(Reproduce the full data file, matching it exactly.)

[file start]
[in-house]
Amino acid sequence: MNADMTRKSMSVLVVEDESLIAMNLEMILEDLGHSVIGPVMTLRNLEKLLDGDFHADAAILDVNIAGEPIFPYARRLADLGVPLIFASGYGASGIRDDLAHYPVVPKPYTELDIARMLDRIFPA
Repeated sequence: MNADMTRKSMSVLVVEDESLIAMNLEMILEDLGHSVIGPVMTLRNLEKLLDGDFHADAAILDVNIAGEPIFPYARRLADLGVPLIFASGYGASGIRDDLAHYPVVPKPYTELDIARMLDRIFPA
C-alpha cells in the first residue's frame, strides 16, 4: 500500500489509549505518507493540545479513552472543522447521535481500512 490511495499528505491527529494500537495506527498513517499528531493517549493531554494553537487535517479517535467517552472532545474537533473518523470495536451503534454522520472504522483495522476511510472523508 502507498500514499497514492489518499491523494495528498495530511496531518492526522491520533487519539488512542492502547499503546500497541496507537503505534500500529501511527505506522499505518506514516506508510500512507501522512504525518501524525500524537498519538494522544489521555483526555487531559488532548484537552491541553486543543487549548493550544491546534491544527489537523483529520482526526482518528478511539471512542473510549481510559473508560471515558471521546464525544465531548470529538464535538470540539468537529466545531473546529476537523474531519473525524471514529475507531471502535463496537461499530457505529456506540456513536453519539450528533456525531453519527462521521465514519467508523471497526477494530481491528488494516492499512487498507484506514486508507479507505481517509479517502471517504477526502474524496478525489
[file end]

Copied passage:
[in-house]
Amino acid sequence: MNADMTRKSMSVLVVEDESLIAMNLEMILEDLGHSVIGPVMTLRNLEKLLDGDFHADAAILDVNIAGEPIFPYARRLADLGVPLIFASGYGASGIRDDLAHYPVVPKPYTELDIARMLDRIFPA
Repeated sequence: MNADMTRKSMSVLVVEDESLIAMNLEMILEDLGHSVIGPVMTLRNLEKLLDGDFHADAAILDVNIAGEPIFPYARRLADLGVPLIFASGYGASGIRDDLAHYPVVPKPYTELDIARMLDRIFPA
C-alpha cells in the first residue's frame, strides 16, 4: 500500500489509549505518507493540545479513552472543522447521535481500512 490511495499528505491527529494500537495506527498513517499528531493517549493531554494553537487535517479517535467517552472532545474537533473518523470495536451503534454522520472504522483495522476511510472523508 502507498500514499497514492489518499491523494495528498495530511496531518492526522491520533487519539488512542492502547499503546500497541496507537503505534500500529501511527505506522499505518506514516506508510500512507501522512504525518501524525500524537498519538494522544489521555483526555487531559488532548484537552491541553486543543487549548493550544491546534491544527489537523483529520482526526482518528478511539471512542473510549481510559473508560471515558471521546464525544465531548470529538464535538470540539468537529466545531473546529476537523474531519473525524471514529475507531471502535463496537461499530457505529456506540456513536453519539450528533456525531453519527462521521465514519467508523471497526477494530481491528488494516492499512487498507484506514486508507479507505481517509479517502471517504477526502474524496478525489